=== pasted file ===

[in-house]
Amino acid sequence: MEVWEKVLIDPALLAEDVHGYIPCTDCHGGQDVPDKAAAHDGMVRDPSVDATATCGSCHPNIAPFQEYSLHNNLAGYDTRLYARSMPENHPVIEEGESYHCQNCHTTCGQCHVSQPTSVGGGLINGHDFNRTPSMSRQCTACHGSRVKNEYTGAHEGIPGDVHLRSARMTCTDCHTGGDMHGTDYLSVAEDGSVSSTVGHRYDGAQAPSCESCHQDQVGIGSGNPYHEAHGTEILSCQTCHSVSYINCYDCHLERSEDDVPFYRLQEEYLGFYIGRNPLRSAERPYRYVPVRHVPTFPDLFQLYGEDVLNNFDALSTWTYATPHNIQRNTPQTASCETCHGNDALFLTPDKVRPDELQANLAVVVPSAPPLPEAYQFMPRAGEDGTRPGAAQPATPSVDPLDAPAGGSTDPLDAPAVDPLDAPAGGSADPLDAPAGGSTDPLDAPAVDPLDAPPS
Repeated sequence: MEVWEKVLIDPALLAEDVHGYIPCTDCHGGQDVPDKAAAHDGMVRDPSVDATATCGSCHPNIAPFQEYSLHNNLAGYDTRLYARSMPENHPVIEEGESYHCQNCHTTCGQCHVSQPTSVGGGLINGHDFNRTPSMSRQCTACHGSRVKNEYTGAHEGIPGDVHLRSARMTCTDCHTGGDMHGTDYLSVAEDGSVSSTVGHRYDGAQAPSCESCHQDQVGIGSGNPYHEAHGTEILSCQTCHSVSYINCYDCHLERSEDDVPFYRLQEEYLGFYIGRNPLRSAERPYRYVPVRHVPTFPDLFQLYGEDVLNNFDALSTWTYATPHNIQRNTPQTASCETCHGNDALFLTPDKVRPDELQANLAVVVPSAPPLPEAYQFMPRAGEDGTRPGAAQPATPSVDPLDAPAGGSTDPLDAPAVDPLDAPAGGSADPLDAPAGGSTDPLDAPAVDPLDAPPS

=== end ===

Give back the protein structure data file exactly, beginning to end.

[in-house]
Amino acid sequence: MEVWEKVLIDPALLAEDVHGYIPCTDCHGGQDVPDKAAAHDGMVRDPSVDATATCGSCHPNIAPFQEYSLHNNLAGYDTRLYARSMPENHPVIEEGESYHCQNCHTTCGQCHVSQPTSVGGGLINGHDFNRTPSMSRQCTACHGSRVKNEYTGAHEGIPGDVHLRSARMTCTDCHTGGDMHGTDYLSVAEDGSVSSTVGHRYDGAQAPSCESCHQDQVGIGSGNPYHEAHGTEILSCQTCHSVSYINCYDCHLERSEDDVPFYRLQEEYLGFYIGRNPLRSAERPYRYVPVRHVPTFPDLFQLYGEDVLNNFDALSTWTYATPHNIQRNTPQTASCETCHGNDALFLTPDKVRPDELQANLAVVVPSAPPLPEAYQFMPRAGEDGTRPGAAQPATPSVDPLDAPAGGSTDPLDAPAVDPLDAPAGGSADPLDAPAGGSTDPLDAPAVDPLDAPPS
Repeated sequence: MEVWEKVLIDPALLAEDVHGYIPCTDCHGGQDVPDKAAAHDGMVRDPSVDATATCGSCHPNIAPFQEYSLHNNLAGYDTRLYARSMPENHPVIEEGESYHCQNCHTTCGQCHVSQPTSVGGGLINGHDFNRTPSMSRQCTACHGSRVKNEYTGAHEGIPGDVHLRSARMTCTDCHTGGDMHGTDYLSVAEDGSVSSTVGHRYDGAQAPSCESCHQDQVGIGSGNPYHEAHGTEILSCQTCHSVSYINCYDCHLERSEDDVPFYRLQEEYLGFYIGRNPLRSAERPYRYVPVRHVPTFPDLFQLYGEDVLNNFDALSTWTYATPHNIQRNTPQTASCETCHGNDALFLTPDKVRPDELQANLAVVVPSAPPLPEAYQFMPRAGEDGTRPGAAQPATPSVDPLDAPAGGSTDPLDAPAVDPLDAPAGGSADPLDAPAGGSTDPLDAPAVDPLDAPPS